I unfortunately was as intrigued as Marlena De Blasi as I found the story read like a fairytale and found myself having to suspend belief to get through much of this memoir.
Not only her life but also Leo's and Cosimo's and Mafalda's. You are missing something if you don't take the time to read of their lives, but you have to like the writing style. You learn about the Sicilian people. And you learn about the Mafia - their values, a bit of how they think and how the Sicilian people live along-side them. However if you read the spoiler by mistake, you will be so confused that you need to read every word of the story so you understand how such could happen. I grew to love Tosca and Leo and Mafalda. It is a story about one Sicilian woman and the people with whom she made her life. Actually it isn't the things that happened to her but rather the coices she made throughout her life that I find so gripping. But then you will also miss the story of what has happened in these people's lives. I thought I would quote a bit so you understand HOW the author writes. "I knew that someday I would be loved by a man like Brasini. Or was it that I knew that I couldn't love a man if he wasn't like Brasini? Just like my father couldn't be kind. And no matter what the woman did or said or looked like or was, she couldn't make him take her face in his hands and kiss her like in the films. But what I am trying to say is that once I'd understood the Brasini theory, I slipped myself off the hook about my father not wanting me....." "I think it is improbable that a child of eight - even a Tosca of eight - could find her way through such an emotional forest." "It is not improbable at all. This is a marvelous love story and a Sicilian tale that is true. Through page 79: It is very hard to tell you bits b/c then you will know the story. By knowing Tosca's true life story you begin to understand who she is, why she has made her beautiful, wonderful little paradise of a crumbling castle into what it is. To protect the identity of the real people the author has changed names and exact places. I am not interested in culinary subjects, but I think the author's other autobiographical books are more focused on that. Think to stumble upon the villa Donnafugata hidden in the mountains of Sicily, to meet Tosca, the patroness of the villa, who pours out the story of her life and romance with the last prince of Sicily and the couple's conflict with the Mafia.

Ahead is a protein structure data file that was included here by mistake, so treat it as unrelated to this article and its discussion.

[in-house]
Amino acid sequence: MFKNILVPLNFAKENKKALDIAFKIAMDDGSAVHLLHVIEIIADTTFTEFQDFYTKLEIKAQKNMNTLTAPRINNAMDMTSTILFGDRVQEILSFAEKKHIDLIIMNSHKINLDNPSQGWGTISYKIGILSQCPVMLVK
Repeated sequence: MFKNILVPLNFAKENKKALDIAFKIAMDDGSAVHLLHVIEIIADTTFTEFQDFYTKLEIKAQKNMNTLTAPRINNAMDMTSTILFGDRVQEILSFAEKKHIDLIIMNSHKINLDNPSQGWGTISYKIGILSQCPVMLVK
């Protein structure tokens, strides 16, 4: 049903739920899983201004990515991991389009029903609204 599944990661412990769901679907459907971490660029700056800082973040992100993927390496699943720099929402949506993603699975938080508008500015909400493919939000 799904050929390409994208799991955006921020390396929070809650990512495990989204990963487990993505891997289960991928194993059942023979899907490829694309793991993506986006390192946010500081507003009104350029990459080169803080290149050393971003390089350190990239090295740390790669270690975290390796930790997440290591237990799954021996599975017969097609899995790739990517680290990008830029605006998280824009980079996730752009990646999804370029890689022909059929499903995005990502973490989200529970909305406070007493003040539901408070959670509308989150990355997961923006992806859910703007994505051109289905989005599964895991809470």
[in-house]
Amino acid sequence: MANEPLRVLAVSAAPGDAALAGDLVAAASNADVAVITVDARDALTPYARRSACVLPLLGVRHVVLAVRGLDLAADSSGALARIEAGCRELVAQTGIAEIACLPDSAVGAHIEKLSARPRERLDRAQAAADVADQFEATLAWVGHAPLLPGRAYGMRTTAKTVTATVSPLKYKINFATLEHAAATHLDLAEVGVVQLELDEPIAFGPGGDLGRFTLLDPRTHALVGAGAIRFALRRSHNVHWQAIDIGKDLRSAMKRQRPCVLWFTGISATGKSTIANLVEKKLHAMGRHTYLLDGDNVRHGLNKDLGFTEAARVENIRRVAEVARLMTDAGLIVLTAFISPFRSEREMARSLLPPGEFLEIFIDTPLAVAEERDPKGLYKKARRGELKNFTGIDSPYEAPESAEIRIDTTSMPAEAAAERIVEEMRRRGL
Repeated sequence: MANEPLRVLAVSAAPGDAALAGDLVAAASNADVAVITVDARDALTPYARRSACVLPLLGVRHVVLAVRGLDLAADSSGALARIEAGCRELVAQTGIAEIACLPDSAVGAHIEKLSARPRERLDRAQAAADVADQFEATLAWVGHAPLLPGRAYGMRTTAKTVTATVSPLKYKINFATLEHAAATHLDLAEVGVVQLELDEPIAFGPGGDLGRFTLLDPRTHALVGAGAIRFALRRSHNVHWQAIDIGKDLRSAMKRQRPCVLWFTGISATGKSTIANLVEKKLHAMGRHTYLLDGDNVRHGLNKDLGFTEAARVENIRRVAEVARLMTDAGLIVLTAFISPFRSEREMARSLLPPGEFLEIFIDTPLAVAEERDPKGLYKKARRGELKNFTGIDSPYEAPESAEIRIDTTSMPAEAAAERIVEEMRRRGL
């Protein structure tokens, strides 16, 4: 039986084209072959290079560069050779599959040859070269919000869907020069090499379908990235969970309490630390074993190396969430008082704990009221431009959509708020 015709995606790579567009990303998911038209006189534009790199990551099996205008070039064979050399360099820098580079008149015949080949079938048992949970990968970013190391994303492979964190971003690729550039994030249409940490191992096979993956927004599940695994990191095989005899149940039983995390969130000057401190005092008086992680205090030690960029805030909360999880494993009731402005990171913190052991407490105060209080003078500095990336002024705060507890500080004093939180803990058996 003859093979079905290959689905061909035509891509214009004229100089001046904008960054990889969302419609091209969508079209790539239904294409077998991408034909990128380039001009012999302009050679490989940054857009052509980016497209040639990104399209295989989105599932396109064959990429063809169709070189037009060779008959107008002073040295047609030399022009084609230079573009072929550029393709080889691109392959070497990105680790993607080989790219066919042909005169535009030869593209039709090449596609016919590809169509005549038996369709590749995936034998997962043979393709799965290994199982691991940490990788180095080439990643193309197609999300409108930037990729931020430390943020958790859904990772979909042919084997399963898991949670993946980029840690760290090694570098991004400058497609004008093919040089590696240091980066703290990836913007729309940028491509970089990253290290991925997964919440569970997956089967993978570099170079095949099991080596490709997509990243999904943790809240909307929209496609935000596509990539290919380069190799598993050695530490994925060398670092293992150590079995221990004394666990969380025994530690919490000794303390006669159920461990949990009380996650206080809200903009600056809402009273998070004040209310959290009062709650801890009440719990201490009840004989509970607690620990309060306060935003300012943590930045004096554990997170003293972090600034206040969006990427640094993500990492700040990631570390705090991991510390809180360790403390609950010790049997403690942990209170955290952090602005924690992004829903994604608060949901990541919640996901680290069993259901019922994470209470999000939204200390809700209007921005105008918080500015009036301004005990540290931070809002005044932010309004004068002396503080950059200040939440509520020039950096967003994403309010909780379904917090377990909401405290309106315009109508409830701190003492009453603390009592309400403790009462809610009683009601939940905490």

This book has all of this plus the power of description that allows me to be a participant rather than a viewer. Is it fantasy or did the author really live this journey?
Supposedly a true story, the author in a disclaimer says she has invoked poetic license and changed many things.
Memoirist and food writer Marlena De Blasi has all of these issues to deal with in her fourth adventure, That Summer in Sicily: A Love Story. The couple is made to feel welcome at Villa Donnafugata, which is the ruin of a castle and where the meat of the story takes place. That Summer in Sicily: A Love Story is well-paced and flows well. Third, Toscas love story with Prince Leo is not shown; its told by Tosca.
Its part travel, part biography, and definitely a love story. There is definitely love here.
Mas não foi isso que não gostei nele. Simplesmente havia algo na escrita desta autora com o qual não simpatizei. Mas o que eu li não conseguiu cativar-me.
Early details and characters have much more meaning now that Tosca's story has unfolded through Marlena's exquisite wordsmithing.